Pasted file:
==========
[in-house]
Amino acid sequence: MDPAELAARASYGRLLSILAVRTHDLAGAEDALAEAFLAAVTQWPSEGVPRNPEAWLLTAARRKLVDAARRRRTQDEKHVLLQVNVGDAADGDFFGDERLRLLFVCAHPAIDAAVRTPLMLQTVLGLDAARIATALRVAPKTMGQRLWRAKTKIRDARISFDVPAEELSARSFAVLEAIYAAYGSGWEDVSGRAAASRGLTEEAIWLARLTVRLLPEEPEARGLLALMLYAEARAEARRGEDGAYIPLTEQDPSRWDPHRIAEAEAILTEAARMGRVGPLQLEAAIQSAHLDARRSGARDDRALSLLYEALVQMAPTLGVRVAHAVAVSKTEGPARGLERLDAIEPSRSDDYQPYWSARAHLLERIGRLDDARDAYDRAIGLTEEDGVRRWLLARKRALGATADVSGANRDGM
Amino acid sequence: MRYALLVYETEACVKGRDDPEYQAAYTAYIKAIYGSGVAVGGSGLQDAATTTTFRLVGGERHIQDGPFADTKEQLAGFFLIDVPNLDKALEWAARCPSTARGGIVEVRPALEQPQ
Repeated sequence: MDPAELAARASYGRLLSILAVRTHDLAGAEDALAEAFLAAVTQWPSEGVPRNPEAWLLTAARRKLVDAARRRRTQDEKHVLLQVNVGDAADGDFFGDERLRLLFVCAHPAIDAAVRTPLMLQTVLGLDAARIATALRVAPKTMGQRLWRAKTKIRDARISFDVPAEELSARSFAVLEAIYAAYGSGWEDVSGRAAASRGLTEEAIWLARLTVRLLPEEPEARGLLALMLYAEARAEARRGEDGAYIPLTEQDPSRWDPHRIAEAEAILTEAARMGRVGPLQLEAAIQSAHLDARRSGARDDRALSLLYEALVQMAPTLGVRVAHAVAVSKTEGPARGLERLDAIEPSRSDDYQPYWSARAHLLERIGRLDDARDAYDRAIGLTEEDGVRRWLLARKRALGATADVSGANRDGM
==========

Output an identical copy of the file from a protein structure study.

[in-house]
Amino acid sequence: MDPAELAARASYGRLLSILAVRTHDLAGAEDALAEAFLAAVTQWPSEGVPRNPEAWLLTAARRKLVDAARRRRTQDEKHVLLQVNVGDAADGDFFGDERLRLLFVCAHPAIDAAVRTPLMLQTVLGLDAARIATALRVAPKTMGQRLWRAKTKIRDARISFDVPAEELSARSFAVLEAIYAAYGSGWEDVSGRAAASRGLTEEAIWLARLTVRLLPEEPEARGLLALMLYAEARAEARRGEDGAYIPLTEQDPSRWDPHRIAEAEAILTEAARMGRVGPLQLEAAIQSAHLDARRSGARDDRALSLLYEALVQMAPTLGVRVAHAVAVSKTEGPARGLERLDAIEPSRSDDYQPYWSARAHLLERIGRLDDARDAYDRAIGLTEEDGVRRWLLARKRALGATADVSGANRDGM
Amino acid sequence: MRYALLVYETEACVKGRDDPEYQAAYTAYIKAIYGSGVAVGGSGLQDAATTTTFRLVGGERHIQDGPFADTKEQLAGFFLIDVPNLDKALEWAARCPSTARGGIVEVRPALEQPQ
Repeated sequence: MDPAELAARASYGRLLSILAVRTHDLAGAEDALAEAFLAAVTQWPSEGVPRNPEAWLLTAARRKLVDAARRRRTQDEKHVLLQVNVGDAADGDFFGDERLRLLFVCAHPAIDAAVRTPLMLQTVLGLDAARIATALRVAPKTMGQRLWRAKTKIRDARISFDVPAEELSARSFAVLEAIYAAYGSGWEDVSGRAAASRGLTEEAIWLARLTVRLLPEEPEARGLLALMLYAEARAEARRGEDGAYIPLTEQDPSRWDPHRIAEAEAILTEAARMGRVGPLQLEAAIQSAHLDARRSGARDDRALSLLYEALVQMAPTLGVRVAHAVAVSKTEGPARGLERLDAIEPSRSDDYQPYWSARAHLLERIGRLDDARDAYDRAIGLTEEDGVRRWLLARKRALGATADVSGANRDGM